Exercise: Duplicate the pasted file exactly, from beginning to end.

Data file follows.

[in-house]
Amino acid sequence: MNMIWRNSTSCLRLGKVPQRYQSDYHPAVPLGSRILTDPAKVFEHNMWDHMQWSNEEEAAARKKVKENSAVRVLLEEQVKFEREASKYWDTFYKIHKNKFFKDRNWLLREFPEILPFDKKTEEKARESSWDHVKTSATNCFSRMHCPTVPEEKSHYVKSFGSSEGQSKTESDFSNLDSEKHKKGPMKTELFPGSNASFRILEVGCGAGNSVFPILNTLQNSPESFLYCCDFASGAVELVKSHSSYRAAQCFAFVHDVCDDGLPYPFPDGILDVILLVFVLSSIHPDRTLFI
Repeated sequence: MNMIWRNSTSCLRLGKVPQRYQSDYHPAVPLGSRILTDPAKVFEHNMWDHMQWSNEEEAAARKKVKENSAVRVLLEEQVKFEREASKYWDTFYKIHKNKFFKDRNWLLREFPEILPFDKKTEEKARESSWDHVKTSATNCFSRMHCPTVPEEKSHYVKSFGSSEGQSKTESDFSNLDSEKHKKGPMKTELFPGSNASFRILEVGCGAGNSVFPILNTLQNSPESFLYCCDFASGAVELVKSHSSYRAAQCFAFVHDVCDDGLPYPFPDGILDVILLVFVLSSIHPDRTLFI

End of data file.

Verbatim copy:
[in-house]
Amino acid sequence: MNMIWRNSTSCLRLGKVPQRYQSDYHPAVPLGSRILTDPAKVFEHNMWDHMQWSNEEEAAARKKVKENSAVRVLLEEQVKFEREASKYWDTFYKIHKNKFFKDRNWLLREFPEILPFDKKTEEKARESSWDHVKTSATNCFSRMHCPTVPEEKSHYVKSFGSSEGQSKTESDFSNLDSEKHKKGPMKTELFPGSNASFRILEVGCGAGNSVFPILNTLQNSPESFLYCCDFASGAVELVKSHSSYRAAQCFAFVHDVCDDGLPYPFPDGILDVILLVFVLSSIHPDRTLFI
Repeated sequence: MNMIWRNSTSCLRLGKVPQRYQSDYHPAVPLGSRILTDPAKVFEHNMWDHMQWSNEEEAAARKKVKENSAVRVLLEEQVKFEREASKYWDTFYKIHKNKFFKDRNWLLREFPEILPFDKKTEEKARESSWDHVKTSATNCFSRMHCPTVPEEKSHYVKSFGSSEGQSKTESDFSNLDSEKHKKGPMKTELFPGSNASFRILEVGCGAGNSVFPILNTLQNSPESFLYCCDFASGAVELVKSHSSYRAAQCFAFVHDVCDDGLPYPFPDGILDVILLVFVLSSIHPDRTLFI